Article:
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The California Restaurant Mutual Benefit Corporation (CRMBC) is endorsing the upcoming changes in workers’ compensation classifications for California’s restaurant and hospitality sectors, as announced by the Workers’ Compensation Insurance Rating Bureau of California (WCIRB).

CRMBC is a California Self-Insured Group (SIG) formed BY restaurant owners FOR restaurant owners. Choosing to opt out of commercial insurance that uses premiums to boost their substantial profits and overhead, CRMBC is a group of business-savvy restaurant owners who joined forces to self-insure their work comp for sustainable cost savings.

This significant update to the classification system will take effect on September 1, 2024. This update, a result of a comprehensive study, introduces six new classifications within the restaurant and hospitality sectors to better reflect the diverse operations and risk profiles across the industry.

The six new classifications, effective September 1, 2024, are:

– – 9058, Hotels, Motels or Short-Term Residential Housing – food or beverage employees
– – 9080, Restaurants – full service
– – 9081(1), Restaurants – N.O.C.
– – 9082, Caterers – not restaurants
– – 9083, Restaurants – fast food or fast casual
– – 9084, Bars or Taverns – not restaurants

The following classifications will also be included in the Food and Beverage Service Industry Group:

– – 8078(1), Sandwich Shops
– – 8078(2), Beverage Preparation Shops
– – 8078(3), Ice Cream or Frozen Yogurt Shops
– – 9081(2), Concessionaires ​​​​​
– – – – Classification Code changing from 9079(2) effective September 1, 2024

Previously consolidated under broad categories, these new classifications aim to provide a more accurate representation of risk, thereby enabling fairer premium assessments. The changes are designed to capture the evolving dynamics of the restaurant industry, addressing the need for granularity in risk assessment and insurance rate determination. This strategic adjustment is part of WCIRB’s ongoing efforts to enhance the standard classification system, ensuring it remains relevant and responsive to industry trends.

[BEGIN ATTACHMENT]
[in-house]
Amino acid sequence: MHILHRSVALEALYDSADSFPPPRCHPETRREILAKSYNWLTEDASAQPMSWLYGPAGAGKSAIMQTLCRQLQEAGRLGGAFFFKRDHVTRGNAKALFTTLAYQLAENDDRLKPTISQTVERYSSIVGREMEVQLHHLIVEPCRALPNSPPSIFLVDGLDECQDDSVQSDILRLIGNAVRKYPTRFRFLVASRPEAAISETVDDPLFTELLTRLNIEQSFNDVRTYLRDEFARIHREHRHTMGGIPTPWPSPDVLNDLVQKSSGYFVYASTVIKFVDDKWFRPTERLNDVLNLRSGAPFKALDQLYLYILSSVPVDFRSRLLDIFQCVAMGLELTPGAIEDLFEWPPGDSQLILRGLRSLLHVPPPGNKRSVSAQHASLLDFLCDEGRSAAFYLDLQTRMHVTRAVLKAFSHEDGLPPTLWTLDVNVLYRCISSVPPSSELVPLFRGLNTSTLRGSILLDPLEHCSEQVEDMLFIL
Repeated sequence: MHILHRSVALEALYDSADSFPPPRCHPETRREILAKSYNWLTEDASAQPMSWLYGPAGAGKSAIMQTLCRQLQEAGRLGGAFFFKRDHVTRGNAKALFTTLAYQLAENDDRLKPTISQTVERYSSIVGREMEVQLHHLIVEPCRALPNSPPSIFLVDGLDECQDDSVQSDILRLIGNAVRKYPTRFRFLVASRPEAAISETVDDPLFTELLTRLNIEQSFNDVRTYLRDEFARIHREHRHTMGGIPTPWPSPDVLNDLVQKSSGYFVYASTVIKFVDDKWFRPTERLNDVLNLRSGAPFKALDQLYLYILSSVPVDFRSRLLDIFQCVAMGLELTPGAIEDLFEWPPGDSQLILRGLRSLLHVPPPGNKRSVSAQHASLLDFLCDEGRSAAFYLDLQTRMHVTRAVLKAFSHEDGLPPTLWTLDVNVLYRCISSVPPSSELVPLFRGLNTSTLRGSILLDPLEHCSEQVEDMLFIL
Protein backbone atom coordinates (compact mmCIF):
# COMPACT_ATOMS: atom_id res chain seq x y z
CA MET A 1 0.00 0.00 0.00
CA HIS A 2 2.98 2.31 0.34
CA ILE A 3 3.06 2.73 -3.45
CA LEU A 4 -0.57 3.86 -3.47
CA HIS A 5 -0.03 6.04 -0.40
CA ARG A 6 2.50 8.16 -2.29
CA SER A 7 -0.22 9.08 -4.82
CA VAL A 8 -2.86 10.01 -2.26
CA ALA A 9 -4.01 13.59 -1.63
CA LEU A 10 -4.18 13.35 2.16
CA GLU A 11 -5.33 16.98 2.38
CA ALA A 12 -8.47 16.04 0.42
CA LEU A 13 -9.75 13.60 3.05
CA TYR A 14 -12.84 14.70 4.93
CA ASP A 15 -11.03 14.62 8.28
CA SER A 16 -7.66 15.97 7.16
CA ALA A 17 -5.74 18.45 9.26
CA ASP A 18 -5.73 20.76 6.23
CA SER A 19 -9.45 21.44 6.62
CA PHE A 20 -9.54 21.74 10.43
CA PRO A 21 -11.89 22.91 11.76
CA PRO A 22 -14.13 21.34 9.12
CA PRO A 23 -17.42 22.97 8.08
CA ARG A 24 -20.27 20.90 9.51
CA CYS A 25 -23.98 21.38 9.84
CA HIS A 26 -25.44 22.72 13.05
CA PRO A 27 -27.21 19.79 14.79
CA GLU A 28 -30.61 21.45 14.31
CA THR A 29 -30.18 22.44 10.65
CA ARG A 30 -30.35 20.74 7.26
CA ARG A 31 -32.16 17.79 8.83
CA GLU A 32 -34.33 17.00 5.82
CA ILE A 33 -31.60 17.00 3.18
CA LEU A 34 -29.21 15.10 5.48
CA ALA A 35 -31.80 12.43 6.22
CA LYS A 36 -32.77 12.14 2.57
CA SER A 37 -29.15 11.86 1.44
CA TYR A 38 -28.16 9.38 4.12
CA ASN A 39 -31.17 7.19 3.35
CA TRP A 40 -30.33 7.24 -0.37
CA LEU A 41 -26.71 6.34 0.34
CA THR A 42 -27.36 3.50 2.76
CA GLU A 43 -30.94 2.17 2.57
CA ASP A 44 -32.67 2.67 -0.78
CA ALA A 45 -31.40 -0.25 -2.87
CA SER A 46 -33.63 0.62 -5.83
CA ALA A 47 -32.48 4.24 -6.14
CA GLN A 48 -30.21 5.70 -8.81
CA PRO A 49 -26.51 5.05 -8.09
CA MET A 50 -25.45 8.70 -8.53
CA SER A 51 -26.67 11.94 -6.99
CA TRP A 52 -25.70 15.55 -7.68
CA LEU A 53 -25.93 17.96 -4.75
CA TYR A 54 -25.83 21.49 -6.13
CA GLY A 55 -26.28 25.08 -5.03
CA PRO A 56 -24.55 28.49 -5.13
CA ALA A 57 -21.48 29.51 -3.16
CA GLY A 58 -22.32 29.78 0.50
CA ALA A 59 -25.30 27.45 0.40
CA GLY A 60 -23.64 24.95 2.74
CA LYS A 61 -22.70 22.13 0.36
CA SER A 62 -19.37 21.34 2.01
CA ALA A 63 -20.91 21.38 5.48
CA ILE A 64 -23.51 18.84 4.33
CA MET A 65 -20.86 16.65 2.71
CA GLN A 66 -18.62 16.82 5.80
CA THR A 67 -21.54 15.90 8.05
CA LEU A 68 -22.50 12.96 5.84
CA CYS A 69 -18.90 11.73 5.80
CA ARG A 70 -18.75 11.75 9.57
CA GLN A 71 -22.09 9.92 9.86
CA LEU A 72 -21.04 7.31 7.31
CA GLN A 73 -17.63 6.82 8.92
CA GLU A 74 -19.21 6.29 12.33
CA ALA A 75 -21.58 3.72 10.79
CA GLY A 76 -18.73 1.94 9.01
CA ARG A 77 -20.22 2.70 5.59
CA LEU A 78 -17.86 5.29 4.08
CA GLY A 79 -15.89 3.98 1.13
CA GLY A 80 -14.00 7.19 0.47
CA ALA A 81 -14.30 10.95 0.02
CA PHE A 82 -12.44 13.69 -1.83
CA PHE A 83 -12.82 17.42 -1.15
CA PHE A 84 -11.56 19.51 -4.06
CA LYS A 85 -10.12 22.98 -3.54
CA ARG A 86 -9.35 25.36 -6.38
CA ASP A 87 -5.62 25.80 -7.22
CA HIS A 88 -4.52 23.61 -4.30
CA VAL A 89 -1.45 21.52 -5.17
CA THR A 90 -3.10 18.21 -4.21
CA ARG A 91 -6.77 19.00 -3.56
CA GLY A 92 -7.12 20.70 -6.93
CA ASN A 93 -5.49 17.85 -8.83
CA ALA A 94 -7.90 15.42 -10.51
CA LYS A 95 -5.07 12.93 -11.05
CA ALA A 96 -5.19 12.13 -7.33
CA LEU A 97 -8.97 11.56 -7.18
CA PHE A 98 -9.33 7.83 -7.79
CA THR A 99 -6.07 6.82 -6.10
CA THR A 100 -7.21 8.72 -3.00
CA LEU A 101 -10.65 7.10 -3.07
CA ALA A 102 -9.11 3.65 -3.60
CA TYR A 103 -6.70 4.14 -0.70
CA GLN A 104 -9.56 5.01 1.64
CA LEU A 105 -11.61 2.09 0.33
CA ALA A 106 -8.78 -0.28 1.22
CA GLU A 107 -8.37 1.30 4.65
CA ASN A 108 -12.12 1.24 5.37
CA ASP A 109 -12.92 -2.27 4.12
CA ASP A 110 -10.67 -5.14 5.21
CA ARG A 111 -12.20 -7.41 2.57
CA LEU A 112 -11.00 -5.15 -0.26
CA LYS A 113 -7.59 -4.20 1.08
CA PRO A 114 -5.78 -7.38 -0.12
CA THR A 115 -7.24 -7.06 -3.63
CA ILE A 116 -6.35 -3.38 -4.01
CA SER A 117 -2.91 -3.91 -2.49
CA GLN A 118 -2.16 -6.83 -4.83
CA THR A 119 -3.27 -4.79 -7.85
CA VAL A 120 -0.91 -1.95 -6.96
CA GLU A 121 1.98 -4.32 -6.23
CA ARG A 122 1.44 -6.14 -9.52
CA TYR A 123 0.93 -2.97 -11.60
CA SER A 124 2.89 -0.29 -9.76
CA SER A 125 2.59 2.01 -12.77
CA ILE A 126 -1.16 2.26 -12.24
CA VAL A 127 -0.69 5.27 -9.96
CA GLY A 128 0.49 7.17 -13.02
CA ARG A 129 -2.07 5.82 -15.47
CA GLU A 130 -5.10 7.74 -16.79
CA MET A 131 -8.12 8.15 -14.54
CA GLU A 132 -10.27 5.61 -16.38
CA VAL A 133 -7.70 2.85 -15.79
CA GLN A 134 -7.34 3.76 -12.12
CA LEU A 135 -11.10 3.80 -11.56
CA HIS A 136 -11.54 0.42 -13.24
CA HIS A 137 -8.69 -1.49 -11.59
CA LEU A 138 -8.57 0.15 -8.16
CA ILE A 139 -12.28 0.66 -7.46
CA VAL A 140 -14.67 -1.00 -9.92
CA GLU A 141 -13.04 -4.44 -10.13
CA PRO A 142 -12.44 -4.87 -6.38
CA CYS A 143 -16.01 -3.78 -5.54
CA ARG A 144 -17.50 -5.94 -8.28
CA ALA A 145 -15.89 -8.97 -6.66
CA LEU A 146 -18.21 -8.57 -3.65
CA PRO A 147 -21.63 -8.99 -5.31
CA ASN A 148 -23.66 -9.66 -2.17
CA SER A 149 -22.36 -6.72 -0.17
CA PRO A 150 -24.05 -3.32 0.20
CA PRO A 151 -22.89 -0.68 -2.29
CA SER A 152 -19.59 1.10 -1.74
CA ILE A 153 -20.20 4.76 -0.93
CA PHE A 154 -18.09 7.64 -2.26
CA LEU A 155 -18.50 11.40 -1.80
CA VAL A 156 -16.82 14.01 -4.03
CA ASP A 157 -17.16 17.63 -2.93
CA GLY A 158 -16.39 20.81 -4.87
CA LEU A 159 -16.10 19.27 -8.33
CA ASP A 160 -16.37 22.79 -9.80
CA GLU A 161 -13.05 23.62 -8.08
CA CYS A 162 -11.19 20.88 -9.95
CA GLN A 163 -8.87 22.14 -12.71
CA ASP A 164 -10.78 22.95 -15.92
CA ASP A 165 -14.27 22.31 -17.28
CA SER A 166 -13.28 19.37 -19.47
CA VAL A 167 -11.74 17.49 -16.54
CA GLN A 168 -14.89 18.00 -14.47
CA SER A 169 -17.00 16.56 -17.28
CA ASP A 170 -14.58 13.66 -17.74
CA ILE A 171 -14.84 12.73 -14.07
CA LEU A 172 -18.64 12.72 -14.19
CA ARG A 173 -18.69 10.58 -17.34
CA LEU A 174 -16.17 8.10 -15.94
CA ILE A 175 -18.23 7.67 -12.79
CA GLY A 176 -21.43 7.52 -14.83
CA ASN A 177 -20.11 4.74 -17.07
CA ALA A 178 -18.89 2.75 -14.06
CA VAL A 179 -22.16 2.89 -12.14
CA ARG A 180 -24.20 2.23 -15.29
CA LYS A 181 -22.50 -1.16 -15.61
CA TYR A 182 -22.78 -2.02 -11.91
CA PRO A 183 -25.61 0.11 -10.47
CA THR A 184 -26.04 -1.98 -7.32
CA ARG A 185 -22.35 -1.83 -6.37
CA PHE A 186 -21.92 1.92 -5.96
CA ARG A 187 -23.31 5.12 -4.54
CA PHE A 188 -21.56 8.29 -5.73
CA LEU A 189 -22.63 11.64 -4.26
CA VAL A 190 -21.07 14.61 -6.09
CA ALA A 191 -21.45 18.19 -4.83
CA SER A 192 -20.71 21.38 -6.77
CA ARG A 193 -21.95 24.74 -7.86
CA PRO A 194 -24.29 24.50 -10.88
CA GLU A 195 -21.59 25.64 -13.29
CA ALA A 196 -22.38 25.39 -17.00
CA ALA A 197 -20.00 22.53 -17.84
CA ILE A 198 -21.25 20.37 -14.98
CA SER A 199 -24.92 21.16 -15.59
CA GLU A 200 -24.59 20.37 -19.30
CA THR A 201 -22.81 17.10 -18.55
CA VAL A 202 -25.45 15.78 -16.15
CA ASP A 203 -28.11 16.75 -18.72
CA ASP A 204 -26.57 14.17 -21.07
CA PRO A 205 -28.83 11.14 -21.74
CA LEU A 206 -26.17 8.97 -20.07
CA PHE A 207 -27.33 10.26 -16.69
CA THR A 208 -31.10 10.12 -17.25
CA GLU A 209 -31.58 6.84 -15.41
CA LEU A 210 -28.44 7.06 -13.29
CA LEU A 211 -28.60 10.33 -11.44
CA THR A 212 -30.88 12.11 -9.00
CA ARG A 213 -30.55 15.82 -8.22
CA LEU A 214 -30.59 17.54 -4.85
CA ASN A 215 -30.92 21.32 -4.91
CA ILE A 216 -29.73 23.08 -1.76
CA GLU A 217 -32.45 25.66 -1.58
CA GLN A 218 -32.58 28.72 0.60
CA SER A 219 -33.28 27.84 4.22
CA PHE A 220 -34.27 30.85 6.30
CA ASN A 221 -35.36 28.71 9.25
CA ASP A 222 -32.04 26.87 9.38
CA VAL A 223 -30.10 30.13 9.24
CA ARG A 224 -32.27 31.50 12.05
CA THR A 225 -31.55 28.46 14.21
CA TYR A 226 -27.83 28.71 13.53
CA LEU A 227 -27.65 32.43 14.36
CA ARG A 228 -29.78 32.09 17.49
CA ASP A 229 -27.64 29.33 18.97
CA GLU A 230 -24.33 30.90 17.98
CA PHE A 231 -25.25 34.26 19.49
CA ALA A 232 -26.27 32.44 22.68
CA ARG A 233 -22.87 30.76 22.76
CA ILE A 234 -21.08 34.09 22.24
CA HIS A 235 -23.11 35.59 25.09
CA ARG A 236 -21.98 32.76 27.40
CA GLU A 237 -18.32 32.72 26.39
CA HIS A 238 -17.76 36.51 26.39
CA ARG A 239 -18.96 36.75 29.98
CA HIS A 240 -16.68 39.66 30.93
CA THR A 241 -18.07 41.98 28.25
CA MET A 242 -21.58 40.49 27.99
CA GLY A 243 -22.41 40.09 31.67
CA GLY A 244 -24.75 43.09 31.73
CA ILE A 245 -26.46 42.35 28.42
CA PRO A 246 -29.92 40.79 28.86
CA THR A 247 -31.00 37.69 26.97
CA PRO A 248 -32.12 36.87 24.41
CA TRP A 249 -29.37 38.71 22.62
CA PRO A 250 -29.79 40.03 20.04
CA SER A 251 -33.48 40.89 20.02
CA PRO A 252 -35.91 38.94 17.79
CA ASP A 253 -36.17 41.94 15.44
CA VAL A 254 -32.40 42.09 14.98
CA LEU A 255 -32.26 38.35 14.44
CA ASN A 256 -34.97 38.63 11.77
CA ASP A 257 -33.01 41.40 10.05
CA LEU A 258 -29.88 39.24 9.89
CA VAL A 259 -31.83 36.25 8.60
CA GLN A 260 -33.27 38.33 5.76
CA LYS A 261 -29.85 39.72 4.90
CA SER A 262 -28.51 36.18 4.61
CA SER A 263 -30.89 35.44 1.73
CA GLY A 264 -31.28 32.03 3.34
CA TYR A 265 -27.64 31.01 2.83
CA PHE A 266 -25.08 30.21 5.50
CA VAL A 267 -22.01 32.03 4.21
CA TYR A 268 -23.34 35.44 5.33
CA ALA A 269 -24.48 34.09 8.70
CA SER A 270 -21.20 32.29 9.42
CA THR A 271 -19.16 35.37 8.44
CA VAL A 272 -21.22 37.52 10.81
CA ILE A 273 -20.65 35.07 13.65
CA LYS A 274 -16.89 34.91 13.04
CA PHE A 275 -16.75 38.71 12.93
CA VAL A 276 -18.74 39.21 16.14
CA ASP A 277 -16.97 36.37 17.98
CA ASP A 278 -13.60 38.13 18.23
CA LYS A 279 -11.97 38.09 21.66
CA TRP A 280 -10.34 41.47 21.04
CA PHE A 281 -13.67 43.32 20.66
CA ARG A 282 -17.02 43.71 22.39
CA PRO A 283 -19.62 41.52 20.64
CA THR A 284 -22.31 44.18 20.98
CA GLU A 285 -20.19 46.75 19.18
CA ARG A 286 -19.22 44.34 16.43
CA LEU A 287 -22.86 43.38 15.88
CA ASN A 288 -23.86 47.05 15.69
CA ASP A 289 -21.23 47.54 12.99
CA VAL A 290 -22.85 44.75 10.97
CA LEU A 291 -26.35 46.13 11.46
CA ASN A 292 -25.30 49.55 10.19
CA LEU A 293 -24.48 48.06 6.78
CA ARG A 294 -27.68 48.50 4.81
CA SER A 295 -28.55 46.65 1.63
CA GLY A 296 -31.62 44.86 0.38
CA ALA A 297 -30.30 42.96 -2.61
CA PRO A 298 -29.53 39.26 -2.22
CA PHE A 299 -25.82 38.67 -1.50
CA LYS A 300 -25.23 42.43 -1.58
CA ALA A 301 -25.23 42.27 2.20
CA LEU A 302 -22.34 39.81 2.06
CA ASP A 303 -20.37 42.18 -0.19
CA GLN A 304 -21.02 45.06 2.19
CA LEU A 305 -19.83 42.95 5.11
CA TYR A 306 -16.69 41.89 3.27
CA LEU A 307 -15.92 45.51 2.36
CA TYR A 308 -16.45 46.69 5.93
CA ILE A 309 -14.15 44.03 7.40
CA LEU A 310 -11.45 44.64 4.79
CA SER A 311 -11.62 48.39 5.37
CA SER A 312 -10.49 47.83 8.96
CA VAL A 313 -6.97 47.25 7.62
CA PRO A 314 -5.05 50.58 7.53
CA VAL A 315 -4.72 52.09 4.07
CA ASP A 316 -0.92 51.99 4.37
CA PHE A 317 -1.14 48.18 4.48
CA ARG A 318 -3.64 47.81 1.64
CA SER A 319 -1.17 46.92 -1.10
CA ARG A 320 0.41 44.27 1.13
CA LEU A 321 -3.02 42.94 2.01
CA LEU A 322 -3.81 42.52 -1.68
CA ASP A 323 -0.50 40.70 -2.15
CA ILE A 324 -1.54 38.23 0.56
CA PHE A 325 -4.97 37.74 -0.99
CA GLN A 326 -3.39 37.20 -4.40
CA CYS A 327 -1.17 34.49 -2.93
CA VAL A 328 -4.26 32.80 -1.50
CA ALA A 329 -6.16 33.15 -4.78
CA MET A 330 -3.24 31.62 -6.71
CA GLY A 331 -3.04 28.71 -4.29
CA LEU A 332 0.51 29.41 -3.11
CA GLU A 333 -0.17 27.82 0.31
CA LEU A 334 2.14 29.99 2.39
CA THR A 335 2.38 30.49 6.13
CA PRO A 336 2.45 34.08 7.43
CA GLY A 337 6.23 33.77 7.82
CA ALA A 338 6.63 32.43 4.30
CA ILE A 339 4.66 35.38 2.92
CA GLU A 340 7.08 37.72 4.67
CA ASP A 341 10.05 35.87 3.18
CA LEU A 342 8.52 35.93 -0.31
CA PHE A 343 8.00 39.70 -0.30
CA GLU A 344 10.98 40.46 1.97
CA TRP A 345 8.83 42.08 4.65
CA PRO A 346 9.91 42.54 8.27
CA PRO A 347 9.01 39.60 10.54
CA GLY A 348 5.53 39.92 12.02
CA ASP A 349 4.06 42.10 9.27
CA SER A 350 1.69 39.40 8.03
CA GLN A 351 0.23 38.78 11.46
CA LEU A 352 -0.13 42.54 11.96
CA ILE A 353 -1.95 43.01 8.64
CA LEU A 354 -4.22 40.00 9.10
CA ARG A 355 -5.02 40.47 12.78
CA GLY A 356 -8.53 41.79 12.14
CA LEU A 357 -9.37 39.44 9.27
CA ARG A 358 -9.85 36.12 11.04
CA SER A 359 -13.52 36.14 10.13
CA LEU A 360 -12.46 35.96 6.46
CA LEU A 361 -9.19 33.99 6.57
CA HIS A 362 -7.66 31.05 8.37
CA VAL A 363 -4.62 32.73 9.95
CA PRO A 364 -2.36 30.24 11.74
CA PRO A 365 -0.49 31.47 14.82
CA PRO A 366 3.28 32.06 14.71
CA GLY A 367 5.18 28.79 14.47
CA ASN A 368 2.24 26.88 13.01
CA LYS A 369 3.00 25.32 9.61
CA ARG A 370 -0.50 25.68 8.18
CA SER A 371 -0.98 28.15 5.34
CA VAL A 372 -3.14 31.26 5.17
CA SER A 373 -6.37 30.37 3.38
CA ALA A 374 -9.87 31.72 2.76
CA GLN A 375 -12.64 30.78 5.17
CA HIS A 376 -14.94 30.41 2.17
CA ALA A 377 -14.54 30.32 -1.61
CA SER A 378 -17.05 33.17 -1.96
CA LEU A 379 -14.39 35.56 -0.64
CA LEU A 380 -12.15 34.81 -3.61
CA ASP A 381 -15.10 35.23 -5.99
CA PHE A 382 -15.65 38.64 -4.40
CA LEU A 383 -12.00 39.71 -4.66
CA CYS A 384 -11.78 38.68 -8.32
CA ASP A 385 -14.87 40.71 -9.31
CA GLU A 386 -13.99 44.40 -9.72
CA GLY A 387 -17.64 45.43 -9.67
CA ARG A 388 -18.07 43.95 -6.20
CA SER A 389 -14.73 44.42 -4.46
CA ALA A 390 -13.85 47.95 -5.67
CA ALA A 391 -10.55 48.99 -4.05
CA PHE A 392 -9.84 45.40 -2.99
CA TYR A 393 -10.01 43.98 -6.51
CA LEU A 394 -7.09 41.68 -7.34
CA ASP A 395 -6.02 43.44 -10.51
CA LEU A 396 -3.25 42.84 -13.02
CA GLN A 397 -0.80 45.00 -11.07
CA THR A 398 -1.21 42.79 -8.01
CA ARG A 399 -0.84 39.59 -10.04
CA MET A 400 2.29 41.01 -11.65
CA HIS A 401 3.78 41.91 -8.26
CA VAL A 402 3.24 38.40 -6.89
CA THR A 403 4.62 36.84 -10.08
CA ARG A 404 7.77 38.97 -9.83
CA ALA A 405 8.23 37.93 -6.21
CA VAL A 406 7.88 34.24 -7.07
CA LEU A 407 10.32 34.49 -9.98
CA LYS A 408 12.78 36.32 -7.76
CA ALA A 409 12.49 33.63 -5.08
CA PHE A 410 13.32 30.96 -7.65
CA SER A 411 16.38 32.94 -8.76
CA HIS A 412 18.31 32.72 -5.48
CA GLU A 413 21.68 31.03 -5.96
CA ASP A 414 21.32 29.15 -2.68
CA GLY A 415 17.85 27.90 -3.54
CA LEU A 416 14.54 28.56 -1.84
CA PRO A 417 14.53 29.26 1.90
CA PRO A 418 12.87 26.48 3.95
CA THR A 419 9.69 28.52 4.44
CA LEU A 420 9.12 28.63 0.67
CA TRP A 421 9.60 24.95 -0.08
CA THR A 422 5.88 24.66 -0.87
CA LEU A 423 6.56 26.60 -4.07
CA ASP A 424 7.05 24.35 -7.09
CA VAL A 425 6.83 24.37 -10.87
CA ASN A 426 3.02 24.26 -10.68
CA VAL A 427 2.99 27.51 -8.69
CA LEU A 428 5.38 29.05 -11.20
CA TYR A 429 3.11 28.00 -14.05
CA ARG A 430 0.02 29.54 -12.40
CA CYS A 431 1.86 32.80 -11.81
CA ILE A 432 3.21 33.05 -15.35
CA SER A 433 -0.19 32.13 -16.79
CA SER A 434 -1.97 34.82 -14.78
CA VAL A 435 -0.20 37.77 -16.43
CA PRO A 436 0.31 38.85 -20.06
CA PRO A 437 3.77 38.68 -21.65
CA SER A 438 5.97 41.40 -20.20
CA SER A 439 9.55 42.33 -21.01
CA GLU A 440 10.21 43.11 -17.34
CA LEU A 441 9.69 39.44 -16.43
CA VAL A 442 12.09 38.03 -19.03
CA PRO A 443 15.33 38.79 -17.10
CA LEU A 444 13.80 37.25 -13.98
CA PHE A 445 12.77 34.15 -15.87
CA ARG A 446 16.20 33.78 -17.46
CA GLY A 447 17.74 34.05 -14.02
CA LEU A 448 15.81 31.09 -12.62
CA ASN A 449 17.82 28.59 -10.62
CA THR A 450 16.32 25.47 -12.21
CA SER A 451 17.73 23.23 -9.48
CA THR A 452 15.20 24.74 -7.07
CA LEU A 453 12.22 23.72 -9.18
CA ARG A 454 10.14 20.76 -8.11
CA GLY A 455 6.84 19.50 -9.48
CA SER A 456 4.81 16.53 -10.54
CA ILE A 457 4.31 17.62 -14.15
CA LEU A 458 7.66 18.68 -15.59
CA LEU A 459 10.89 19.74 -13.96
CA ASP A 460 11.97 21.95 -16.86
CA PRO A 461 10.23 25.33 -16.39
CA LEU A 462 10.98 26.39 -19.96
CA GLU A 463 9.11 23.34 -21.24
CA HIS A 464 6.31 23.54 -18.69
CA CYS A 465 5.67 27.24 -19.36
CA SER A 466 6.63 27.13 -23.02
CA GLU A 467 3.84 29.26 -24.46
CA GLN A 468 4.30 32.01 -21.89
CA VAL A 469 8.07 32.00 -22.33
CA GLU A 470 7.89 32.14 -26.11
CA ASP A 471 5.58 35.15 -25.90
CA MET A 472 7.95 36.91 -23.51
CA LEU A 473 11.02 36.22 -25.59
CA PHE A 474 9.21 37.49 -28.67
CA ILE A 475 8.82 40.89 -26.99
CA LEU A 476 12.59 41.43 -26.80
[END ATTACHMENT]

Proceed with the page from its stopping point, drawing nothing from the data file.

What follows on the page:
Kaya Stanley, CEO and Board Chair of CRMBC urges workers’ compensation brokers and restaurant owners to engage actively with the forthcoming changes. “Understanding the implications of the new classifications on policies and rates is crucial,” Stanely said. “While the immediate impact on rates is expected to be neutral, the long-term benefits of more accurately identifying risks and performance cannot be understated. This reclassification will enable more strategic decisions regarding loss prevention, safety programs, and overall risk management – ultimately benefiting the entire industry.”

According to the WCIRB, the changes to workers’ compensation classifications are more than administrative adjustments; they are a forward-looking approach to better serve the needs of California’s diverse restaurant industry. By breaking down the broad Classification 9079(1) category into six detailed classes, insurance will better align with businesses’ actual risks and operations.

Bill Mudge, WCIRB President and CEO, commented, “We appreciate the opportunity to educate all workers’ compensation system colleagues, including CRMBC members and restaurant owners across California, on the upcoming changes to Classification 9079, Restaurants or Taverns, as approved by the Insurance Commissioner and effective September 1, 2024. Stakeholders can find our latest interactive and educational resources on our website.”